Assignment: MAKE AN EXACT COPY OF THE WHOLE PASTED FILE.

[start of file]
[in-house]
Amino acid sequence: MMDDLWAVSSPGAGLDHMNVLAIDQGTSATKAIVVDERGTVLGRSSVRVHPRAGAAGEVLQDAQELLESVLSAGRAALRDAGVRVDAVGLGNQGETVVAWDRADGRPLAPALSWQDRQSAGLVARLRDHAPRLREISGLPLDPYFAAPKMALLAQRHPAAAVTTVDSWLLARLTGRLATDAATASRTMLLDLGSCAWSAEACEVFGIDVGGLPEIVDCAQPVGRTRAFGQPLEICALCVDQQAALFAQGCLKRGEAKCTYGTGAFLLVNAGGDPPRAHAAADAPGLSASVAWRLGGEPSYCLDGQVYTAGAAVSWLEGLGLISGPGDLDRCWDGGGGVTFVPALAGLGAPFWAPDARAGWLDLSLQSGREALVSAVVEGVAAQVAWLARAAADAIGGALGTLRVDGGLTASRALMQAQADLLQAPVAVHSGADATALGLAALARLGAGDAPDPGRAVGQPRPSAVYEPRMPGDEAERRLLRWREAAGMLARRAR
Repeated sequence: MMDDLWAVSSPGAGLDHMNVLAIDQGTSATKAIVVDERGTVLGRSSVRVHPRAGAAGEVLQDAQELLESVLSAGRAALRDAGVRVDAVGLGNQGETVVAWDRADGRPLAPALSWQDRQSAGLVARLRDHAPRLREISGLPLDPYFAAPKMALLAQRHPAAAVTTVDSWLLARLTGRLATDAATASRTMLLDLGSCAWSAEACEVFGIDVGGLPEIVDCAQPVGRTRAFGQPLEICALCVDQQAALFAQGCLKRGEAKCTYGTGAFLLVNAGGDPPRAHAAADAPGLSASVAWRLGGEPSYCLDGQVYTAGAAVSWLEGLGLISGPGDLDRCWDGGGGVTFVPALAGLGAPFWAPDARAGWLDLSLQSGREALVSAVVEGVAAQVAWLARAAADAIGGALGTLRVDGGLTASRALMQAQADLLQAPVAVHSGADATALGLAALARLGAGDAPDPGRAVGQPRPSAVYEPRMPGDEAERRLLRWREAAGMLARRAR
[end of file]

[in-house]
Amino acid sequence: MMDDLWAVSSPGAGLDHMNVLAIDQGTSATKAIVVDERGTVLGRSSVRVHPRAGAAGEVLQDAQELLESVLSAGRAALRDAGVRVDAVGLGNQGETVVAWDRADGRPLAPALSWQDRQSAGLVARLRDHAPRLREISGLPLDPYFAAPKMALLAQRHPAAAVTTVDSWLLARLTGRLATDAATASRTMLLDLGSCAWSAEACEVFGIDVGGLPEIVDCAQPVGRTRAFGQPLEICALCVDQQAALFAQGCLKRGEAKCTYGTGAFLLVNAGGDPPRAHAAADAPGLSASVAWRLGGEPSYCLDGQVYTAGAAVSWLEGLGLISGPGDLDRCWDGGGGVTFVPALAGLGAPFWAPDARAGWLDLSLQSGREALVSAVVEGVAAQVAWLARAAADAIGGALGTLRVDGGLTASRALMQAQADLLQAPVAVHSGADATALGLAALARLGAGDAPDPGRAVGQPRPSAVYEPRMPGDEAERRLLRWREAAGMLARRAR
Repeated sequence: MMDDLWAVSSPGAGLDHMNVLAIDQGTSATKAIVVDERGTVLGRSSVRVHPRAGAAGEVLQDAQELLESVLSAGRAALRDAGVRVDAVGLGNQGETVVAWDRADGRPLAPALSWQDRQSAGLVARLRDHAPRLREISGLPLDPYFAAPKMALLAQRHPAAAVTTVDSWLLARLTGRLATDAATASRTMLLDLGSCAWSAEACEVFGIDVGGLPEIVDCAQPVGRTRAFGQPLEICALCVDQQAALFAQGCLKRGEAKCTYGTGAFLLVNAGGDPPRAHAAADAPGLSASVAWRLGGEPSYCLDGQVYTAGAAVSWLEGLGLISGPGDLDRCWDGGGGVTFVPALAGLGAPFWAPDARAGWLDLSLQSGREALVSAVVEGVAAQVAWLARAAADAIGGALGTLRVDGGLTASRALMQAQADLLQAPVAVHSGADATALGLAALARLGAGDAPDPGRAVGQPRPSAVYEPRMPGDEAERRLLRWREAAGMLARRAR